- Associated Press - Tuesday, November 3, 2015

PENDLETON, Ore. (AP) - Helicopters are dumping thousands of pounds of wood mulch on Oregon’s Malheur National Forest three months after a wildfire tore through the area.

The mulch is supposed to slow soil erosion and prevent flooding through the fall and winter, reported The East Oregonian (http://bit.ly/1MEWxSx).

The wildfire destroyed more than 40 homes and spread over 171 square miles in the Canyon Creek Complex earlier this summer. The mulching is part of the Burned Area Emergency Response plan developed by Malheur Forest staff and local landowners.

Without enough vegetation to soak up moisture, the main concern in the area is flooding. Forest deputy fire staff member Todd Gregory said mulch will help keep the ground stable and limit the speed that water drains into the creek.

The helicopters have dumped from 75 to 90 loads of mulch per day in recent weeks, he said, and each load is about 2,500 pounds.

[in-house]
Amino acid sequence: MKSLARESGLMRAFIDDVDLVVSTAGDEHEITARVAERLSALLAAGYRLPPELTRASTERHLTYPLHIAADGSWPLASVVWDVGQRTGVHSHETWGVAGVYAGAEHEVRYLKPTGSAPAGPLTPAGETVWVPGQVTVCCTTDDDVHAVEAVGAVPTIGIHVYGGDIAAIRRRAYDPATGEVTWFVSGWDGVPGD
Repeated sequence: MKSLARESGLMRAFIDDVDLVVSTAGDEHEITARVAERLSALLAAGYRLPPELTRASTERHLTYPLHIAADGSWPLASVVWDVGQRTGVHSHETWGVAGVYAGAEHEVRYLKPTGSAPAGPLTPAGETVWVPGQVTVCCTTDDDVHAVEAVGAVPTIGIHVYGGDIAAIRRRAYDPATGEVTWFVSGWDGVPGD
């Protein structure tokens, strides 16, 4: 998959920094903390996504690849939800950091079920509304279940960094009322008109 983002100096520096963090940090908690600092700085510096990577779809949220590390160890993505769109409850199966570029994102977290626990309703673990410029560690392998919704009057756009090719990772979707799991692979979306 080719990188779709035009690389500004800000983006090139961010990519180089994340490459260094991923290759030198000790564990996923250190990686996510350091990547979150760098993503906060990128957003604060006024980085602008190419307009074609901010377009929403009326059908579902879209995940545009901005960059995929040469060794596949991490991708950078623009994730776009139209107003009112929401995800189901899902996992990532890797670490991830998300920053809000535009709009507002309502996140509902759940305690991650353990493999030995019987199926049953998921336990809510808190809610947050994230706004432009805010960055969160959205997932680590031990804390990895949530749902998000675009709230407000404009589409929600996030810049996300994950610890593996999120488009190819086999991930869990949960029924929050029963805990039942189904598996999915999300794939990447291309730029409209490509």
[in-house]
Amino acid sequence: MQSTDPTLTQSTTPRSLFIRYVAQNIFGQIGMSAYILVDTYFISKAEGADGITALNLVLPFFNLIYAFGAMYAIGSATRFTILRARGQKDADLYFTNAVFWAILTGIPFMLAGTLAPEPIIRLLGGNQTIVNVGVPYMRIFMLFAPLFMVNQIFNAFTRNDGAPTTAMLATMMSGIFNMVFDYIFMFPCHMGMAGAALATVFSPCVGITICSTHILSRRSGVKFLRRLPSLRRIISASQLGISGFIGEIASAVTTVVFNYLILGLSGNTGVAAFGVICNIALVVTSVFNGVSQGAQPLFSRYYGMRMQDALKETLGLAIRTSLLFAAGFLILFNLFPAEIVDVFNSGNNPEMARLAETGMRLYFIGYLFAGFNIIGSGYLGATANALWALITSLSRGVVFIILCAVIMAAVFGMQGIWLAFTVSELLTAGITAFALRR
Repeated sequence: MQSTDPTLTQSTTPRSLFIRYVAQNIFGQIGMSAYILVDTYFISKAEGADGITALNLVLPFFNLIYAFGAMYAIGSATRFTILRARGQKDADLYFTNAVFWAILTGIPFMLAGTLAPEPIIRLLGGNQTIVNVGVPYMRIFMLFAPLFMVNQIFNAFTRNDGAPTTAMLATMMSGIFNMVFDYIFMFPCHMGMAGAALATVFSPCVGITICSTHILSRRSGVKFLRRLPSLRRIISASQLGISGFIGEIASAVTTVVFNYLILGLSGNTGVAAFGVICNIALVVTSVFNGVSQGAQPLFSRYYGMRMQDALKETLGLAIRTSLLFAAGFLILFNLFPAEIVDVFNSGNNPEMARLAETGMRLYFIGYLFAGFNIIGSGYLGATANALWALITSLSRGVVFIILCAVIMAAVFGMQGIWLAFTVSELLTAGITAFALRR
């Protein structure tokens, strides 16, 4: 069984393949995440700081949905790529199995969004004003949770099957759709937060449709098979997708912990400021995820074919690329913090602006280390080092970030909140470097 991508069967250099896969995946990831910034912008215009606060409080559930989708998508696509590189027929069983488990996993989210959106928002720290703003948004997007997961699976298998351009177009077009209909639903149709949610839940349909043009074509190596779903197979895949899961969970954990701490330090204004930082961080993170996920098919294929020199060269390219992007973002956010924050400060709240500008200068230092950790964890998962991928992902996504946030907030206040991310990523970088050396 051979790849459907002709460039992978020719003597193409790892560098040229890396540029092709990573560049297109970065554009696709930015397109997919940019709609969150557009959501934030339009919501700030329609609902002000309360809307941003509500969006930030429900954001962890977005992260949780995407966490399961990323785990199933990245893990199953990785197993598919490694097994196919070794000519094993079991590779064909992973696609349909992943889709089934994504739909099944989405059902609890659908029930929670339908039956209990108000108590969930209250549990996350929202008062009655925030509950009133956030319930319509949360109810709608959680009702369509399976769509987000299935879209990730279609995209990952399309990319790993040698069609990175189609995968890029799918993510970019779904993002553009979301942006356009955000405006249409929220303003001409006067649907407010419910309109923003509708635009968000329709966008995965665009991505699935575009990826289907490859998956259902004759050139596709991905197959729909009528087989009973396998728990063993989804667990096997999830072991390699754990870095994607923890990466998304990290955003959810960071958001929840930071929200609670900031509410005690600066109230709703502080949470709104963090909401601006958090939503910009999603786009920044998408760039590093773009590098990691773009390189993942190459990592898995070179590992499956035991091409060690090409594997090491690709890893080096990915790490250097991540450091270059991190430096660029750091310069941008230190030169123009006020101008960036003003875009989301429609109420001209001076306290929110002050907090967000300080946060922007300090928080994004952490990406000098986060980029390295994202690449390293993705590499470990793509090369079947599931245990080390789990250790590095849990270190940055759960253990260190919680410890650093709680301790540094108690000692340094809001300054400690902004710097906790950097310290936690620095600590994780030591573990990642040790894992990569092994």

It usually takes about a dozen drops to cover an acre of land, said Gregory.

“The hard part is figuring out at what height and what speed to get the best coverage,” he added, explaining that forest staff hope to treat between 1,000 and 1,500 acres with mulch before the snow starts falling heavily.

Forest workers have also placed log jams over parts of Canyon Creek, Vance Creek and Overholt Creek to catch burned-up debris that could wash down in a storm and cause flooding.

The Forest has spent about a half-million dollars treating the area so far.

“We’re working as hard as we can, as quickly as we can, to limit the damage of erosion and flooding before winter hits,” Gregory said.

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Information from: East Oregonian, http://www.eastoregonian.com

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